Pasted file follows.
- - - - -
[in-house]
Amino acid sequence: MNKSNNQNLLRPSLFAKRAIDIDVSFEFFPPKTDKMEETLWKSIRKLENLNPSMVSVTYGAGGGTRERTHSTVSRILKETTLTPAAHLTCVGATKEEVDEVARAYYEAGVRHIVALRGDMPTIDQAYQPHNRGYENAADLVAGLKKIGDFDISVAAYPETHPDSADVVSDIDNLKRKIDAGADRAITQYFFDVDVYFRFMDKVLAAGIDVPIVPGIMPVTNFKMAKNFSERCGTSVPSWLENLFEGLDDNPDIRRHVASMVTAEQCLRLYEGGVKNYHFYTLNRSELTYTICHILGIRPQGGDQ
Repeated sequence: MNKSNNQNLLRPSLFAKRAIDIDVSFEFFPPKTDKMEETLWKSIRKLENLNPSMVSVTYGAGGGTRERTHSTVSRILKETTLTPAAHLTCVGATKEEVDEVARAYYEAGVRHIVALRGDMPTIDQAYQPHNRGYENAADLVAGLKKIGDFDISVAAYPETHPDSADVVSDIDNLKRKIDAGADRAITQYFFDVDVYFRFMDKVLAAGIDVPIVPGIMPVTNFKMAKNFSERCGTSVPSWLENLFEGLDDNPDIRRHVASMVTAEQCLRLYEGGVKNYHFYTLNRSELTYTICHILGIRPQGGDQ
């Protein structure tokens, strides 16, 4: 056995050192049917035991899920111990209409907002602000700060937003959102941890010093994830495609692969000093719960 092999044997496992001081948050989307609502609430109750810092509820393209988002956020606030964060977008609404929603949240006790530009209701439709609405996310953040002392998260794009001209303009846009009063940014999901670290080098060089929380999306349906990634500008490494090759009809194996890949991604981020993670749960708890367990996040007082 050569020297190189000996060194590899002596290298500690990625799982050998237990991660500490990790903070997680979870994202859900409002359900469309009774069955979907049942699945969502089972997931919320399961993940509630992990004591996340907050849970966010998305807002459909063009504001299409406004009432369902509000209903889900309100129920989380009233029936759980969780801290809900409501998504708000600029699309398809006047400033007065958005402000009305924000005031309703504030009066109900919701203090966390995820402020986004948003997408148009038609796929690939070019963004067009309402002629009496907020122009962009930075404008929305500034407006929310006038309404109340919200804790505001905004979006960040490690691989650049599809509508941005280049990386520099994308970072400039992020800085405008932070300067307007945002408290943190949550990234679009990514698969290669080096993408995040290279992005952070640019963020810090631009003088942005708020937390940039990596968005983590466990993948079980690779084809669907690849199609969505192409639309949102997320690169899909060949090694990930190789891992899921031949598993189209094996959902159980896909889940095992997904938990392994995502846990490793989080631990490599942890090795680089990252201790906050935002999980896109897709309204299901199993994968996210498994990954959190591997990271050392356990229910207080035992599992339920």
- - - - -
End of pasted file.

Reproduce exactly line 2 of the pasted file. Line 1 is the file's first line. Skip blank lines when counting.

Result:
Amino acid sequence: MNKSNNQNLLRPSLFAKRAIDIDVSFEFFPPKTDKMEETLWKSIRKLENLNPSMVSVTYGAGGGTRERTHSTVSRILKETTLTPAAHLTCVGATKEEVDEVARAYYEAGVRHIVALRGDMPTIDQAYQPHNRGYENAADLVAGLKKIGDFDISVAAYPETHPDSADVVSDIDNLKRKIDAGADRAITQYFFDVDVYFRFMDKVLAAGIDVPIVPGIMPVTNFKMAKNFSERCGTSVPSWLENLFEGLDDNPDIRRHVASMVTAEQCLRLYEGGVKNYHFYTLNRSELTYTICHILGIRPQGGDQ